We apprehend the order of remand of the Court of Appeals will be understood as a positive directive that the superior court enter a judgment adverse to petitioners with reference to the portion of the proceeding which relates to Tract #3. Under Rule 41(a) (2), the court may, at the instance of the petitioners, order a voluntary dismissal without prejudice upon such terms and conditions as justice requires. Thus, prior to granting the motion of the answering defendants for a directed verdict against petitioners and the entry of a judgment adverse to petitioners, petitioners are entitled to move, if so advised, that an order be entered providing for a voluntary dismissal upon such terms and conditions as justice requires. Whether such order should be entered will be addressed to the discretion of the superior court judge.

In respect of Tract #3, petitioners' case failed because of the deficiency in the evidence. Seemingly, petitioners' counsel and the court proceeded under a misapprehension of the applicable law. Admittedly, Albert King died intestate and defendant Willie Albert King is one of his thirteen children. Willie Albert King denies his father owned Tract #3 and pleads sole seizin.

Whether petitioners can convince the superior court, prior to granting the motion of the answering defendants for a directed verdict against petitioners and the entry of a judgment adverse to petitioners, that additional evidence is available which, if brought forward and presented in a new proceeding, would establish their right to partition, will be for consideration and determination by the superior court judge. The obvious purpose of Rule 41(a) (2) is to permit a superior court judge in the exercise of his discretion to dismiss an action without prejudice if in his opinion an adverse judgment with prejudice would defeat justice. Whatever the merits of the present controversy, it appears plainly that the facts in evidence at the trial did not afford a basis upon which the court could adjudicate the respective rights of petitioners and defendants.

On this appeal, it is unnecessary to determine whether the evidence offered by petitioners is also deficient because of the absence of evidence tending to locate Tract #3. If the court should order a voluntary dismissal without prejudice under Rule 41 (a) (2), petitioners would be well advised, before instituting a new partition proceeding, to determine whether they are in position *405 to offer evidence sufficient to establish the location of Tract #3 on the surface of the earth. It is noted that the two lots which petitioners purport to except from Tract #3 are described in the petition, inter alia, as portions of the property conveyed to Albert King by Hence King and wife, Maggie King, by deed dated January 21, 1933, registered in Book 278, Page 274, Rockingham County Registry.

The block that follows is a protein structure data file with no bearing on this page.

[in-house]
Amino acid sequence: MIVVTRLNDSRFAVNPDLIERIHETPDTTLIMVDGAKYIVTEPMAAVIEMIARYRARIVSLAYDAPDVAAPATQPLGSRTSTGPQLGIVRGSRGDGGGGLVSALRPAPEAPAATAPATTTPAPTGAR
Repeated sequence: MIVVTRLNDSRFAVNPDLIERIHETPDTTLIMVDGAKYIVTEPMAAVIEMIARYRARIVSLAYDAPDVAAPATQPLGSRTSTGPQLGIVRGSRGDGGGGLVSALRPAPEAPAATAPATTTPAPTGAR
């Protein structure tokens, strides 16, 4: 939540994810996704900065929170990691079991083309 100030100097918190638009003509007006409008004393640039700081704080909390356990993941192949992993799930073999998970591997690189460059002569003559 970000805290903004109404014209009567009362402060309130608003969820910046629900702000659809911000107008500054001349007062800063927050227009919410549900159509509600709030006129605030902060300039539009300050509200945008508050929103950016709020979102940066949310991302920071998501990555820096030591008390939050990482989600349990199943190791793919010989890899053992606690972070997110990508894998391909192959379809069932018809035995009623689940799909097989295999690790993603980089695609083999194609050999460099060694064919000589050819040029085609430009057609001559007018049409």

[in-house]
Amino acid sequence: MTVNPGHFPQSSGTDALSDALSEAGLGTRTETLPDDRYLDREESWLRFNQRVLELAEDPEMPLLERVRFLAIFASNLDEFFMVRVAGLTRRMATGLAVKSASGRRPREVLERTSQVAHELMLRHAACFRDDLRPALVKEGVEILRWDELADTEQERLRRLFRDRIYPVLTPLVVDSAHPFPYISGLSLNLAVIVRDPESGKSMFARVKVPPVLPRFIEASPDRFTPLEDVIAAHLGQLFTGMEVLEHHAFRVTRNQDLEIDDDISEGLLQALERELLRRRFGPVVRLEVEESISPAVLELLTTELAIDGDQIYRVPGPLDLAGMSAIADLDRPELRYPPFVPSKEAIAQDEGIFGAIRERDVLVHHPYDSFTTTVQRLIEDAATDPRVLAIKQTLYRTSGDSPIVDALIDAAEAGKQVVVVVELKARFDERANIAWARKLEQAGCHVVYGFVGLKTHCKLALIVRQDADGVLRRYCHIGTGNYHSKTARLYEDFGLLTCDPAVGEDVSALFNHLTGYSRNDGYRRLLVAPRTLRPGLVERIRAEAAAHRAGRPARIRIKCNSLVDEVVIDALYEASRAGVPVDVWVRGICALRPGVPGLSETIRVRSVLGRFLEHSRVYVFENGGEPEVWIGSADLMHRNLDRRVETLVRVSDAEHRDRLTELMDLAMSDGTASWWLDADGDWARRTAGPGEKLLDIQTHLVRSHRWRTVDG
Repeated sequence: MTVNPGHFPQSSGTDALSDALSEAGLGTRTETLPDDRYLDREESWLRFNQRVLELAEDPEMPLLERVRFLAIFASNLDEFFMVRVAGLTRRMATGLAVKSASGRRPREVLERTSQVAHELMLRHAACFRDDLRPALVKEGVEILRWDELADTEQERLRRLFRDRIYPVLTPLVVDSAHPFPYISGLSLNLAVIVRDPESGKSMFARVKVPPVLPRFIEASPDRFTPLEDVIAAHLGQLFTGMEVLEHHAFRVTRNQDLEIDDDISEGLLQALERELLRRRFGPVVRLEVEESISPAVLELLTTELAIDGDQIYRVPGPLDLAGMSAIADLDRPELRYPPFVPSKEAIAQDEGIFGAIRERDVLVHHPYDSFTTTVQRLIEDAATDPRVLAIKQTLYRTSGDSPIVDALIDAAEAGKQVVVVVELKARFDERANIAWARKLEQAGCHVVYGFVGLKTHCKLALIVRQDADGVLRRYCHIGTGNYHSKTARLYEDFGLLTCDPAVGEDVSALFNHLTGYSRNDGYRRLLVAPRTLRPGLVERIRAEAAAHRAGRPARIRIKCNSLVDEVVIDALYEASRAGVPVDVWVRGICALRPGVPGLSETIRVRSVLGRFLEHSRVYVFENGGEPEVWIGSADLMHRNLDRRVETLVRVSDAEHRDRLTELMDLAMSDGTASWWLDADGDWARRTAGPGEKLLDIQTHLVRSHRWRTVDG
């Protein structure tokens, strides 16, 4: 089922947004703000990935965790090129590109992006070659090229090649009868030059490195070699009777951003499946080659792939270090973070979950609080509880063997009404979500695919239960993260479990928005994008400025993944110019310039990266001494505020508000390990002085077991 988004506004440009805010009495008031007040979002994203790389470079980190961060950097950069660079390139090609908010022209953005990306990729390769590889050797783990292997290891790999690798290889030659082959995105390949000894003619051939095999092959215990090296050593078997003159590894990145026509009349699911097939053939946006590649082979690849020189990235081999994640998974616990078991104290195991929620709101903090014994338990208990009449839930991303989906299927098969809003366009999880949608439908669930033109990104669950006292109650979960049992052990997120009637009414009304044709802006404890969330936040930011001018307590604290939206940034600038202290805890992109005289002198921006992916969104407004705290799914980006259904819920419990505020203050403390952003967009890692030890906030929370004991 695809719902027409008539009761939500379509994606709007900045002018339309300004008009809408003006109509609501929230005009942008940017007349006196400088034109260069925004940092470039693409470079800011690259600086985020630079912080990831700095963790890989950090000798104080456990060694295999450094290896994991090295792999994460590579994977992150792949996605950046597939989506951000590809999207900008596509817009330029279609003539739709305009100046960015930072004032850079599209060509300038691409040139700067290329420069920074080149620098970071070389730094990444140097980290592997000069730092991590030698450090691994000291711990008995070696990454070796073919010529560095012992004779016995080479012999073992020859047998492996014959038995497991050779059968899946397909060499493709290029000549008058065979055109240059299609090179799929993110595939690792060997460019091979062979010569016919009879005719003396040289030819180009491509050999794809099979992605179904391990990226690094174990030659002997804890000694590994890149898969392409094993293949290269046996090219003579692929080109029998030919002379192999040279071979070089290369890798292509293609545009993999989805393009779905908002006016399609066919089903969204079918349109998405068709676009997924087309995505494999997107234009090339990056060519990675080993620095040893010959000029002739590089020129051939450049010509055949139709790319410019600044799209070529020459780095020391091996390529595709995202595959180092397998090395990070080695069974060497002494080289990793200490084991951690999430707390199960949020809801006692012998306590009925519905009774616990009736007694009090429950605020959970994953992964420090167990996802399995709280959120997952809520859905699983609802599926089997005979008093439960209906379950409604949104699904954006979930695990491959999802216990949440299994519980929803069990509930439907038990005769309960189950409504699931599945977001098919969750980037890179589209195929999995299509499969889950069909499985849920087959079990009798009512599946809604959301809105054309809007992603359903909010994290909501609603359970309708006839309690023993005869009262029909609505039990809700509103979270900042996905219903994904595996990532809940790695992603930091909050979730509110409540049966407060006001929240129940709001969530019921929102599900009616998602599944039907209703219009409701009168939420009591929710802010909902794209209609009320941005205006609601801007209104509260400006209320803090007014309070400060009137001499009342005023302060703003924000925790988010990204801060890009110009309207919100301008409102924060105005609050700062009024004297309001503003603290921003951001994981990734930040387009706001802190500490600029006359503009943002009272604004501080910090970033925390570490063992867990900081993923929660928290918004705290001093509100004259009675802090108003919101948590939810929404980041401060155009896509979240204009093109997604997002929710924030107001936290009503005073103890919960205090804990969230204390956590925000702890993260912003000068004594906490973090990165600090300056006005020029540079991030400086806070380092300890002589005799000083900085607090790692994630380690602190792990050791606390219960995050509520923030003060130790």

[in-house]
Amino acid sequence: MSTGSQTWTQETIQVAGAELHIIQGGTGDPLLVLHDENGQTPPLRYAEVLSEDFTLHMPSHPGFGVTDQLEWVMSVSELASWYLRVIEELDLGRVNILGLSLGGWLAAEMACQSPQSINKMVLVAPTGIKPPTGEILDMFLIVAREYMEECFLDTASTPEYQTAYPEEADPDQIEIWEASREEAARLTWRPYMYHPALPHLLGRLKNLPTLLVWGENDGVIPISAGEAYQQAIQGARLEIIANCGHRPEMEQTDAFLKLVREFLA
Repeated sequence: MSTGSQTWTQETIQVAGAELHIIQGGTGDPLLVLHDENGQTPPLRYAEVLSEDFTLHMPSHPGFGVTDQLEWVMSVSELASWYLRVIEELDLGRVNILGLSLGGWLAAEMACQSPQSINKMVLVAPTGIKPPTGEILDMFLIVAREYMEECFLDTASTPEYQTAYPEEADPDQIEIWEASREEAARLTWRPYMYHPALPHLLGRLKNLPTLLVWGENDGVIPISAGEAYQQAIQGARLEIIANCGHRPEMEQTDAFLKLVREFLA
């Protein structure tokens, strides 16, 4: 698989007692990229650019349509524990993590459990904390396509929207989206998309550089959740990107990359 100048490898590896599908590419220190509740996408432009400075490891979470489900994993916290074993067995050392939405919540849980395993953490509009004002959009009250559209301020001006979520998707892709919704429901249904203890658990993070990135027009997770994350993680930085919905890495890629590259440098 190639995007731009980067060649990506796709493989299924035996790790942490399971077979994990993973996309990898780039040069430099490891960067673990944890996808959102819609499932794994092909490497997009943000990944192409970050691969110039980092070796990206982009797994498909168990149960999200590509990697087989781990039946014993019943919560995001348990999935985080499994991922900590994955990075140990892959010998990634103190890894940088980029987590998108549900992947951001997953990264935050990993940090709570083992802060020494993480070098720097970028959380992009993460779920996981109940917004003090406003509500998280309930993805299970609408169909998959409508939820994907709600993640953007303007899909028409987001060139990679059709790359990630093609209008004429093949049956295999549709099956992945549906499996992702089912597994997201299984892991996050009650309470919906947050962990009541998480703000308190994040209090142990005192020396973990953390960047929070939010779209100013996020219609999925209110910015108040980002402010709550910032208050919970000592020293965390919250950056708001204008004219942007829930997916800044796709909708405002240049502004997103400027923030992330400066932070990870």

The answering defendants contend it is not incumbent upon them to set forth in their pleading the facts upon which defendant Willie Albert King bases his plea of sole seizin. Whether their pleading is deficient in this respect is not presented. Be that as it may, Rule 33 prescribes the procedure by which defendant Willie Albert King could have been required to state the facts on which the plea of sole seizin was based.

As noted above, the judgment in favor of petitioners based on the granting of their motion for a directed verdict is vacated. The decision of the Court of Appeals is modified so as to permit petitioners to move for a voluntary dismissal without prejudice prior to granting the motion of the answering defendants for a directed verdict against petitioners and the entry of a judgment adverse to petitioners. If the court, in the exercise of its discretion, grants petitioners' motion for a voluntary dismissal, it will enter an order to that effect upon such terms and conditions as justice requires. If the court, in the exercise of its discretion, denies petitioners' motion for a voluntary dismissal, it will enter a judgment adverse to petitioners.

The decision of the Court of Appeals is modified as provided herein. The cause is remanded to the Court of Appeals with directions to that court to remand the case to the Superior Court of Rockingham County for further proceedings in respect of Tract #3 as provided herein.

Modified and remanded.